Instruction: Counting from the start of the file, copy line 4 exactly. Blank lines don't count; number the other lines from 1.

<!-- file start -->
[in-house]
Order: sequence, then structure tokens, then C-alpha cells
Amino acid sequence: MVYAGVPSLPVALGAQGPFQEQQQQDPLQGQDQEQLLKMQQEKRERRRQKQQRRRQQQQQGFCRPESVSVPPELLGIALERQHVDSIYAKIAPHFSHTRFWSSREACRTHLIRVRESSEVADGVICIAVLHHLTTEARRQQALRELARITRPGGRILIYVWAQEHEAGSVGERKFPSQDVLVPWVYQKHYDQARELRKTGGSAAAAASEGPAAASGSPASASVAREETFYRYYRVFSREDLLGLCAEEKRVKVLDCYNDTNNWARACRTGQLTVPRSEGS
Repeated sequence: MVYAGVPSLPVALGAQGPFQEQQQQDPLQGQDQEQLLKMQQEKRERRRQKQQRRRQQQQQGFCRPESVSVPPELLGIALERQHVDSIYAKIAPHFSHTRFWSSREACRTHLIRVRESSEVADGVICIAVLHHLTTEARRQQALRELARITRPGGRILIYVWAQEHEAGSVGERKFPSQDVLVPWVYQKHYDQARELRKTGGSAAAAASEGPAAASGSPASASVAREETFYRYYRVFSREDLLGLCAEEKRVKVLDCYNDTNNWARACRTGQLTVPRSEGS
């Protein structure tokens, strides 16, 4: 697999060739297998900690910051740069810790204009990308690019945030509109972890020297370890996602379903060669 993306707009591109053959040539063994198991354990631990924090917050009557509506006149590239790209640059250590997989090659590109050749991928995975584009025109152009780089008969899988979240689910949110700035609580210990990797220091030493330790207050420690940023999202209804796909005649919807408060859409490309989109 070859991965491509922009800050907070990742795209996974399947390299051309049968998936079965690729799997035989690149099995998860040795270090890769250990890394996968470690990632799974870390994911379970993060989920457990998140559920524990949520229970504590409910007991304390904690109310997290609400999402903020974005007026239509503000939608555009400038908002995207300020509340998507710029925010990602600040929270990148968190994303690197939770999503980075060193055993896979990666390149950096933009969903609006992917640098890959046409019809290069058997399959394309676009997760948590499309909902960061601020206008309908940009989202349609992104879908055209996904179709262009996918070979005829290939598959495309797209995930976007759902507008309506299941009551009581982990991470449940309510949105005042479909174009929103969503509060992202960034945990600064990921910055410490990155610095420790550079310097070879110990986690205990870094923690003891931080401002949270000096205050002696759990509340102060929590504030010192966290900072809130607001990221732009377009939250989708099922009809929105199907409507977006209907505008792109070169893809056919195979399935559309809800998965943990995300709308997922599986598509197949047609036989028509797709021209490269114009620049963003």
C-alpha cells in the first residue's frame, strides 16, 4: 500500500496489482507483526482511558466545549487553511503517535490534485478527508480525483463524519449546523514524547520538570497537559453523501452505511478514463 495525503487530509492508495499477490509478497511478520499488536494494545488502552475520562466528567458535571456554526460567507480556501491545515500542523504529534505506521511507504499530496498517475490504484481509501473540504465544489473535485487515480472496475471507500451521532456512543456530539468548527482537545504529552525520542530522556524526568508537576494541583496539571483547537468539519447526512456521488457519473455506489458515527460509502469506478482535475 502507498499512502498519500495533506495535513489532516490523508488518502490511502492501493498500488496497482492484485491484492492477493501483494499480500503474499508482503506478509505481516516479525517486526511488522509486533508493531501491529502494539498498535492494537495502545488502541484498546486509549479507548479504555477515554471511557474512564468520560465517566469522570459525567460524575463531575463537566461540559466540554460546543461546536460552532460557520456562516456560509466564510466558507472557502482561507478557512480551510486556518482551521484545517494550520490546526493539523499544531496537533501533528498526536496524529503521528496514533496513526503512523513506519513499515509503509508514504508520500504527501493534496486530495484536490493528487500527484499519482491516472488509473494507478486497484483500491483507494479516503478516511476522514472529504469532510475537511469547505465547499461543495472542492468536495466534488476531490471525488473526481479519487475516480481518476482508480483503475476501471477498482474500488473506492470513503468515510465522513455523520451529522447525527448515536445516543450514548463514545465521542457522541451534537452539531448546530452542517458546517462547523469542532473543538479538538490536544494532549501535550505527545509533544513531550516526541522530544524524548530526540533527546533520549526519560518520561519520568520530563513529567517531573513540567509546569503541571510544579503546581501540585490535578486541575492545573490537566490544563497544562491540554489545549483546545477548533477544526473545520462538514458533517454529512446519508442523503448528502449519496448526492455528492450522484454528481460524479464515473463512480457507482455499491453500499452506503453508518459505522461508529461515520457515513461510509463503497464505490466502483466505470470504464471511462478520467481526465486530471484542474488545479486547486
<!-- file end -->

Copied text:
Repeated sequence: MVYAGVPSLPVALGAQGPFQEQQQQDPLQGQDQEQLLKMQQEKRERRRQKQQRRRQQQQQGFCRPESVSVPPELLGIALERQHVDSIYAKIAPHFSHTRFWSSREACRTHLIRVRESSEVADGVICIAVLHHLTTEARRQQALRELARITRPGGRILIYVWAQEHEAGSVGERKFPSQDVLVPWVYQKHYDQARELRKTGGSAAAAASEGPAAASGSPASASVAREETFYRYYRVFSREDLLGLCAEEKRVKVLDCYNDTNNWARACRTGQLTVPRSEGS